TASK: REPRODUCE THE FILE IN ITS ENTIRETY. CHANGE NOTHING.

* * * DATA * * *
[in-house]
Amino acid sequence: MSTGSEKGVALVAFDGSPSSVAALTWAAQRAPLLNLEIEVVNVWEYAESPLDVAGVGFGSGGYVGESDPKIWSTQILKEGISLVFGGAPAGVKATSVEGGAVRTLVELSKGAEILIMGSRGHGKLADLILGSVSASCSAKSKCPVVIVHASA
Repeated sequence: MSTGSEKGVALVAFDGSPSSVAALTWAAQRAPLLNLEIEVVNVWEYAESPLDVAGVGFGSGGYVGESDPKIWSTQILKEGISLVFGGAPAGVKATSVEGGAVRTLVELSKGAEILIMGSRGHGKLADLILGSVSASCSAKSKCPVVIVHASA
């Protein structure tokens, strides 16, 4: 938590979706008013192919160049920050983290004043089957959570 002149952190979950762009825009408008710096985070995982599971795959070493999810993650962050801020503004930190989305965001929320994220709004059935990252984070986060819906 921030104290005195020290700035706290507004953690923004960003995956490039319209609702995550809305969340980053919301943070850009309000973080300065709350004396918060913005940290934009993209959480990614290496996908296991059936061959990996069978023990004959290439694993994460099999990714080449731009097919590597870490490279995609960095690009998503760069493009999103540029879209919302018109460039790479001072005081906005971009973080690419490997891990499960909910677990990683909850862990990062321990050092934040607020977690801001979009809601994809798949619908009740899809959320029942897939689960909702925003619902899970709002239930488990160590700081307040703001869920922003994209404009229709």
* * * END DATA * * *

[in-house]
Amino acid sequence: MSTGSEKGVALVAFDGSPSSVAALTWAAQRAPLLNLEIEVVNVWEYAESPLDVAGVGFGSGGYVGESDPKIWSTQILKEGISLVFGGAPAGVKATSVEGGAVRTLVELSKGAEILIMGSRGHGKLADLILGSVSASCSAKSKCPVVIVHASA
Repeated sequence: MSTGSEKGVALVAFDGSPSSVAALTWAAQRAPLLNLEIEVVNVWEYAESPLDVAGVGFGSGGYVGESDPKIWSTQILKEGISLVFGGAPAGVKATSVEGGAVRTLVELSKGAEILIMGSRGHGKLADLILGSVSASCSAKSKCPVVIVHASA
């Protein structure tokens, strides 16, 4: 938590979706008013192919160049920050983290004043089957959570 002149952190979950762009825009408008710096985070995982599971795959070493999810993650962050801020503004930190989305965001929320994220709004059935990252984070986060819906 921030104290005195020290700035706290507004953690923004960003995956490039319209609702995550809305969340980053919301943070850009309000973080300065709350004396918060913005940290934009993209959480990614290496996908296991059936061959990996069978023990004959290439694993994460099999990714080449731009097919590597870490490279995609960095690009998503760069493009999103540029879209919302018109460039790479001072005081906005971009973080690419490997891990499960909910677990990683909850862990990062321990050092934040607020977690801001979009809601994809798949619908009740899809959320029942897939689960909702925003619902899970709002239930488990160590700081307040703001869920922003994209404009229709």